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Illustration: Sarah Grillo/Axios

Russian hackers staged their attacks from servers inside the U.S. — sometimes using computers in the same town or city as the victims, cybersecurity company FireEye tells the New York Times.

Why it matters: This let the intruders evade "legal prohibitions on the National Security Agency from engaging in domestic surveillance," and elude "cyberdefenses deployed by the Department of Homeland Security."

Catch up quick: The attack, attributed to Russia, began with the targeting of the software of IT contractor SolarWinds. Gaining access there allowed the nation-state hackers access to information from a variety of high-profile agencies and companies, including the Treasury, Commerce and Homeland Security departments.

  • Experts warn the attack could have severe repercussions given it went on for months, targeted key companies and government agencies, and gained access to a wide swath of substantive information, Axios' Ina Fried reports.
  • The attack lasted for at least nine months and affected roughly 250 businesses and federal agencies, per the Times.

Go deeper

Jan 16, 2021 - Politics & Policy

House panels reviewing what intel agencies knew before deadly Capitol siege

A man calls on people to raid the building as Trump supporters storm the U.S. Capitol on Jan. 6. Photo: Joseph Prezioso/AFP via Getty Images.

The House Intelligence, Oversight, Judiciary and Homeland Security committees have opened a review of the events and intelligence surrounding the deadly siege on the U.S. Capitol and other threats to the peaceful transfer of power, the panels said in a letter to federal intelligence agencies Saturday.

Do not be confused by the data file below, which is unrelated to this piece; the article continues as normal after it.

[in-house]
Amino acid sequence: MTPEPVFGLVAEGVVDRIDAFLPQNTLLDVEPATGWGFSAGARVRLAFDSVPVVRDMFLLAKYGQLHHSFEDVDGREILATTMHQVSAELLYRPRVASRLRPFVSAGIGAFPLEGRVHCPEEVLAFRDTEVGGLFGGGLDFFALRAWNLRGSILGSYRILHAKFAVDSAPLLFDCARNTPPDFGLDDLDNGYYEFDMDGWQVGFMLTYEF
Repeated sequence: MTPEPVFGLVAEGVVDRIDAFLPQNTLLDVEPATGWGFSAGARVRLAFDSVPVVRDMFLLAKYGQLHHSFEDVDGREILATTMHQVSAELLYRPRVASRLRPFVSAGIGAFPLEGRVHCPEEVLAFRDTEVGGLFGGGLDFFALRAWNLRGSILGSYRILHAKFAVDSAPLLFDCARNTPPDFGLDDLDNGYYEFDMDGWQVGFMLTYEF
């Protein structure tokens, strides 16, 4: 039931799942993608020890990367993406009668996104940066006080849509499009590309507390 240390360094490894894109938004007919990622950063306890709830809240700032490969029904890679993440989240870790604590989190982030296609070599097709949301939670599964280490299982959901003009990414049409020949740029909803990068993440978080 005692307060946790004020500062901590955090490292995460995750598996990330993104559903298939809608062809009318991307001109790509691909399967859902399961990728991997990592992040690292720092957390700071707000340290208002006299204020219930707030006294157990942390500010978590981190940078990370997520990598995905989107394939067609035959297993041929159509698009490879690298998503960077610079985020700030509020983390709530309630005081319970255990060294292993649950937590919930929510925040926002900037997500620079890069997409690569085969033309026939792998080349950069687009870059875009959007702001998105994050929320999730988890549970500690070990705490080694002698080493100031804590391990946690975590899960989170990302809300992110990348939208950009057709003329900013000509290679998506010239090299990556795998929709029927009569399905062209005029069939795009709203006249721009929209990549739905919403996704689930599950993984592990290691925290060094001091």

Why it matters: Law enforcement and intelligence agencies have faced sharp criticism for not being better prepared for the Capitol riot, despite reports that far-right Trump supporters discussed the idea of a violent protest on social media and chat platforms in the weeks leading up to the Jan. 6 event.

Kaine, Collins' censure resolution seeks to bar Trump from holding office again

Sen. Tim Kaine (center) and Sen. Susan Collins (right). Photo: Andrew Harnik/Pool via Getty Images

Sens. Tim Kaine (D-Va.) and Susan Collins (R-Maine) are forging ahead with a draft proposal to censure former President Trump, and are considering introducing the resolution on the Senate floor next week.

Why it matters: Senators are looking for a way to condemn Trump on the record as it becomes increasingly unlikely Democrats will obtain the 17 Republican votes needed to gain a conviction, Axios Alayna Treene writes. "I think it’s important for the Senate's leadership to understand that there are alternatives," Kaine told CNN on Wednesday.

Stark reminder for America's corporate leaders

Rosalind "Roz" Brewer is about to become only the second Black woman to permanently lead a Fortune 500 company. She starts as Walgreens CEO on March 15.

Why it matters: It's a stark reminder of how far corporate America's top decision-makers have to go during an unprecedented push by politicians, employees and even a stock exchange to diversify their top ranks.